Friday, March 20, 2020

Camouflage and presidential paintbrush wars in 1920

Harding versus Cox
CAMOUFLAGERS! in San Francisco Examiner. October 20, 1920—

The camouflage artists of World War fame could not have done a better job than that forcibly practiced on each other by a pair of Berkeley [house] painters during a dispute yesterday over the qualities of [James M.] Cox and [Warren G.] Harding for the presidency.

When the police arrived in answer to a riot call sent in by neighbors in the vicinity of a new building which was being painted at the corner of Camilia Street and San Pablo Avenue, [the house painters] C.W. Blackley and Harry Wessess, both [from] Berkeley, were using the final drippings of two large containers of paint in an effort to impress their respective points.

At each swish of the brush in the direction of his adversary, Wessess emphasized with a burst of profanity. Blackley, on the other hand, was carrying on quiet warfare with just as successful results in dopping up Wessess.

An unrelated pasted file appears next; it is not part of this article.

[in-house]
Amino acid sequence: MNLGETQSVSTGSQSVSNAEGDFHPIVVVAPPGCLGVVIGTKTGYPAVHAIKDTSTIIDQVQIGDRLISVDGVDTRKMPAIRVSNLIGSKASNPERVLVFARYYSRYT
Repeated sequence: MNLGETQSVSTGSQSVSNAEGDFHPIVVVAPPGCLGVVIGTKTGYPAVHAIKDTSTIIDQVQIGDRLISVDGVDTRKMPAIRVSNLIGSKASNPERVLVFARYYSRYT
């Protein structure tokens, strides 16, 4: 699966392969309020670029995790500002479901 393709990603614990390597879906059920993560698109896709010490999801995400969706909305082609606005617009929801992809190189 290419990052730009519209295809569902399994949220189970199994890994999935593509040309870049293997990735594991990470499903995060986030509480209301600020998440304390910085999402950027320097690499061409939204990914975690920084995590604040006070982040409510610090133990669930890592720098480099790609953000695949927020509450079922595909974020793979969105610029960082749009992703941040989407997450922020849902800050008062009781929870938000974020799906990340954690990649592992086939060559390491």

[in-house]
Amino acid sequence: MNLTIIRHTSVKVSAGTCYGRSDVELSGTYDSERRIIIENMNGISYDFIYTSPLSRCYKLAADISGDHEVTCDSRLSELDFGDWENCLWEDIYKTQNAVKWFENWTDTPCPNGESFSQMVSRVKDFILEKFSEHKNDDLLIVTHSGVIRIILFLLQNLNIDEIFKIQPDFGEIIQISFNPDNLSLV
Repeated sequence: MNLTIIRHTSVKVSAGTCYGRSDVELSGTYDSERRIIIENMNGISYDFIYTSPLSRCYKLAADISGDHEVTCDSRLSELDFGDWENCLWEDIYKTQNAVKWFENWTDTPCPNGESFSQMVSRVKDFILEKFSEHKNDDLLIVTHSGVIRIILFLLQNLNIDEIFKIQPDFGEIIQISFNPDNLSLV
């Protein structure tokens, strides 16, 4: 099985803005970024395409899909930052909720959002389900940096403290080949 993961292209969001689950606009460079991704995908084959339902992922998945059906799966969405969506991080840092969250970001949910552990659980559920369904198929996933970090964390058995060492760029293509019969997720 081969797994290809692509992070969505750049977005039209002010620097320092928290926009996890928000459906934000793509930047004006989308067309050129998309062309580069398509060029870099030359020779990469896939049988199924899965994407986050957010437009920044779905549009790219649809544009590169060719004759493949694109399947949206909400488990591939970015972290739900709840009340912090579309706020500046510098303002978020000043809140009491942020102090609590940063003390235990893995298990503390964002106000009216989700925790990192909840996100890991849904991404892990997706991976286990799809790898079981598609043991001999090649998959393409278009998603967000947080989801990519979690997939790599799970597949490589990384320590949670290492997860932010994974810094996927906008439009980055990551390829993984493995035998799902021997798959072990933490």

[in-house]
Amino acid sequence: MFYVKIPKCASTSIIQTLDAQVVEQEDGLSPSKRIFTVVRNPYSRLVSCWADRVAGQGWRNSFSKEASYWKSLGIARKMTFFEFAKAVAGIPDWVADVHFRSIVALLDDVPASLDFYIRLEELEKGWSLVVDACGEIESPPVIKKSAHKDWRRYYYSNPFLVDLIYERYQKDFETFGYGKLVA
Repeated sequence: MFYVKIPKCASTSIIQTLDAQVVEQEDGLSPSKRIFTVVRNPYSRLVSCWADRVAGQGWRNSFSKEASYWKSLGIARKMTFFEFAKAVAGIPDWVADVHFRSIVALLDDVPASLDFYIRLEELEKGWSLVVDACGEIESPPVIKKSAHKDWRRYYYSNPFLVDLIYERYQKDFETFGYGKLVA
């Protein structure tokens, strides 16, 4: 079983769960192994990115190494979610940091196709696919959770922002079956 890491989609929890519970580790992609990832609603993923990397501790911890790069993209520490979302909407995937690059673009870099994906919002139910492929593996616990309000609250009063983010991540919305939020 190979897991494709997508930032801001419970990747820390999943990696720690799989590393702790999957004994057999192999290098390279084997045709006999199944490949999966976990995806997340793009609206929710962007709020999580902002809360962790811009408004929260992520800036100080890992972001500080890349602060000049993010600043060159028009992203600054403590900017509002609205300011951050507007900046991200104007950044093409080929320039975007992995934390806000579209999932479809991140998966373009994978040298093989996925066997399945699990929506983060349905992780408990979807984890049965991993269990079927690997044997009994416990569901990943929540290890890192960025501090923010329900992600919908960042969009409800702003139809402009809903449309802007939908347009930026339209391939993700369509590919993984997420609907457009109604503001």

Because of his outbursts which formed the principle plaint of neighbors, Wessess was arrested on a charge of disturbing the peace. At his arraignment, Wessess pleaded guilty and his case was set for sentence on Thursday. He obtained his release on $20 bail.


Regarding the politics of the day, journalist H.L. Mencken wrote—

It reminds me of a string of wet sponges, it reminds me of tattered washing on the line; it reminds me of stale bean soup, of college yells, of dogs barking idiotically through endless nights. It is so bad that a kind of grandeur creeps into it. It drags itself out of the dark abysm... of pish, and crawls insanely up the topmost pinnacle of tosh. It is rumble and bumble. It is balder and dash.